By Sally Apgar
A collector of Hawaiian artifacts said yesterday that he was secretly shown three rare hand-carved bowls, some burial kapa and a gourd container in a Big Island antique store several weeks ago.
"They wanted a lot of money," said the collector, who spoke to the Star-Bulletin on the condition of anonymity.
The collector has helped agents with the U.S. Department of the Interior who are investigating how valuable Hawaiian artifacts turned up on the black market after being repatriated to a native Hawaiian organization that was to place the items in sacred burial caves.
On Tuesday, Interior agents with search warrants scoured the Kona antiques store and the home of the store's owner.
"We executed search warrants on the Big Island, and the investigation is continuing," said Marc Tinsley, a special agent with the Interior Department in Sacramento, Calif.
Several sources close to the investigation said the agents seized several artifacts from the J.S. Emerson collection that were being offered for sale illegally.
A second collector, who was asked to appraise the items, was paid for his expertise in pieces of burial kapa, sources told the Star-Bulletin.
The first collector said he immediately recognized the items he was shown at the Kona antiques store as pieces that belonged to the Emerson collection. Some items still had their museum identification numbers.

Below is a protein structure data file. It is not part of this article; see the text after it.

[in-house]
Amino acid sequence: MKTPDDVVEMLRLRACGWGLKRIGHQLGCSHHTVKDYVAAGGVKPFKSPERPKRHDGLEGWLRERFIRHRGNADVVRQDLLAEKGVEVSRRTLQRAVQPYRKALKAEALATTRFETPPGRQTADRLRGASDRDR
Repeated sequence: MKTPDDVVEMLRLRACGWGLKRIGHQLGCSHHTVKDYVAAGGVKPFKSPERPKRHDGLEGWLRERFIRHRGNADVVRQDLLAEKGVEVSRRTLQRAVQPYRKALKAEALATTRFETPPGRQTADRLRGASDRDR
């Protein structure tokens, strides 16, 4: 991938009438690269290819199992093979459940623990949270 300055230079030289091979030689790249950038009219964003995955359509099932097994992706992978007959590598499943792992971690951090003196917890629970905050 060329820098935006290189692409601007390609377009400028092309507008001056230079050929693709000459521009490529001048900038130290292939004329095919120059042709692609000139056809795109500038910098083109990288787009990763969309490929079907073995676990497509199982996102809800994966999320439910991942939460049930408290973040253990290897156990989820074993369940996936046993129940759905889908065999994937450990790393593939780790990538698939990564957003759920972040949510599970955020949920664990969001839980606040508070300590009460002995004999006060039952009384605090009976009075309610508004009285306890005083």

"I saw them and reported them," said the collector.
In 1858, Joseph Emerson found the pieces in Kanupa Cave, a burial cave for lesser chiefs on the Big Island. In the late 1880s, he sold some pieces to the Bishop Museum. He sold others in 1907 to the Peabody Essex Museum in Salem, Mass.
According to the Federal Register and sources close to the investigation, the items from the Bishop Museum were repatriated in 1997 to Hui Malama I Na Kupuna O Hawaii Nei ("group caring for the ancestors of Hawaii"). The other items were repatriated in 2003 from the Peabody to Hui Malama, according to the Federal Register.
Hui Malama is a native Hawaiian organization founded in 1989 for the purpose of repatriating human remains and other artifacts and re-entering them in burial caves in accordance with the wishes of ancestors.
Under the 1990 Native American Grave Protection and Repatriation Act, it is illegal to sell or traffic repatriated artifacts.
Sources close to the investigation have identified several suspects, but no arrests have been made.
Edward Halealoha Ayau, a spokesman for Hui Malama, did not return numerous telephone calls from the Star-Bulletin this week.
The collector said: "I want to know how those objects got out of the cave, if they ever were there in the first place. And then I want to know how they got to the antique dealer."
The Bishop Museum released a statement yesterday that said: "The Bishop Museum strongly condemns any effort to sell or trade historic Hawaiian artifacts on the black market. Such actions not only violate federal law, they violate the trust of native Hawaiians and all people who appreciate and understand the importance of the proper handling and disposition of these cultural treasures."
Hui Malama I Na Kupuna O Hawaii Nei
U.S. Interior Dept. -NAGPRA
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Original article URL: http://starbulletin.com/2004/08/12/news/story4.html